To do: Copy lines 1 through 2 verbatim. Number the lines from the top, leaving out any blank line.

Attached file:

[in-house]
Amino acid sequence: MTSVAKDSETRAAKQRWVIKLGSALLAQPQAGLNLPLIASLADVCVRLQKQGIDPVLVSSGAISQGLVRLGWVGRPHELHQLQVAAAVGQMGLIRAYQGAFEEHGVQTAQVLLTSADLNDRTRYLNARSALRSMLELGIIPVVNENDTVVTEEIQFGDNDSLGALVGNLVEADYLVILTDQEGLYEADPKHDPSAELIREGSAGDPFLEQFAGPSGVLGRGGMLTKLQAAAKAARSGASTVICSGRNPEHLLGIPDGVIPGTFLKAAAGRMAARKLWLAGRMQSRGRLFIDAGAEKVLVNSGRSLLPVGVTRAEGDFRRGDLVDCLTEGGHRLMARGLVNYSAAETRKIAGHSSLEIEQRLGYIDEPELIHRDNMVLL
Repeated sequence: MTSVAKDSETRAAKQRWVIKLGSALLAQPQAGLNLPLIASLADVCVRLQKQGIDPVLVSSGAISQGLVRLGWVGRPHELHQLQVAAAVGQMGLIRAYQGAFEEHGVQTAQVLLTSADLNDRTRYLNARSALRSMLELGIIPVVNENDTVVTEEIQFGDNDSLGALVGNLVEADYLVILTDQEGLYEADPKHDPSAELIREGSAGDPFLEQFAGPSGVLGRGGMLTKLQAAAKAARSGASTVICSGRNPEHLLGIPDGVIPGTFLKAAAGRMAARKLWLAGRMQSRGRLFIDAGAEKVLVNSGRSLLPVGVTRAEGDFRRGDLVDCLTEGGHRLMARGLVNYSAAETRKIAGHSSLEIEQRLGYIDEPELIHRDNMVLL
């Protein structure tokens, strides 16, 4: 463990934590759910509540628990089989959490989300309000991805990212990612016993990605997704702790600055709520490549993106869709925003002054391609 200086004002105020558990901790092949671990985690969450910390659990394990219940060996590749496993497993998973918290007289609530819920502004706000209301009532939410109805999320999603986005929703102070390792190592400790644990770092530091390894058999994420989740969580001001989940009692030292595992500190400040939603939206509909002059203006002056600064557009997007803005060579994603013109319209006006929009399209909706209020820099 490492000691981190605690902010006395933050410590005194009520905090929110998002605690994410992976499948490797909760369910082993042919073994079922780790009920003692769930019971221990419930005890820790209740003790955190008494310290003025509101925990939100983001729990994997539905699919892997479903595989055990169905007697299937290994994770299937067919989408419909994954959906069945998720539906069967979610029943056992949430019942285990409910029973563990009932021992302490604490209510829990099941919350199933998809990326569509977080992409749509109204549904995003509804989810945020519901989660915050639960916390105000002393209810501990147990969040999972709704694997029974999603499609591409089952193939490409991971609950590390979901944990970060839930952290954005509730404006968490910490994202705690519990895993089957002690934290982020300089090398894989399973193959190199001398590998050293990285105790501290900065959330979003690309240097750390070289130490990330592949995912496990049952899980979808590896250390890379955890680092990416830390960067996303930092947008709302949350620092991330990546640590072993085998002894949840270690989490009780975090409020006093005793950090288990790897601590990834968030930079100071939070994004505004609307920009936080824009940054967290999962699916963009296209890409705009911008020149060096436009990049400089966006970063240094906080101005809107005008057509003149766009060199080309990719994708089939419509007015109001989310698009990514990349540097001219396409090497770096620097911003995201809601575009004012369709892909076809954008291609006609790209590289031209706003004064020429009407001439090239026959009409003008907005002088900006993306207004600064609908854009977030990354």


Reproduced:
[in-house]
Amino acid sequence: MTSVAKDSETRAAKQRWVIKLGSALLAQPQAGLNLPLIASLADVCVRLQKQGIDPVLVSSGAISQGLVRLGWVGRPHELHQLQVAAAVGQMGLIRAYQGAFEEHGVQTAQVLLTSADLNDRTRYLNARSALRSMLELGIIPVVNENDTVVTEEIQFGDNDSLGALVGNLVEADYLVILTDQEGLYEADPKHDPSAELIREGSAGDPFLEQFAGPSGVLGRGGMLTKLQAAAKAARSGASTVICSGRNPEHLLGIPDGVIPGTFLKAAAGRMAARKLWLAGRMQSRGRLFIDAGAEKVLVNSGRSLLPVGVTRAEGDFRRGDLVDCLTEGGHRLMARGLVNYSAAETRKIAGHSSLEIEQRLGYIDEPELIHRDNMVLL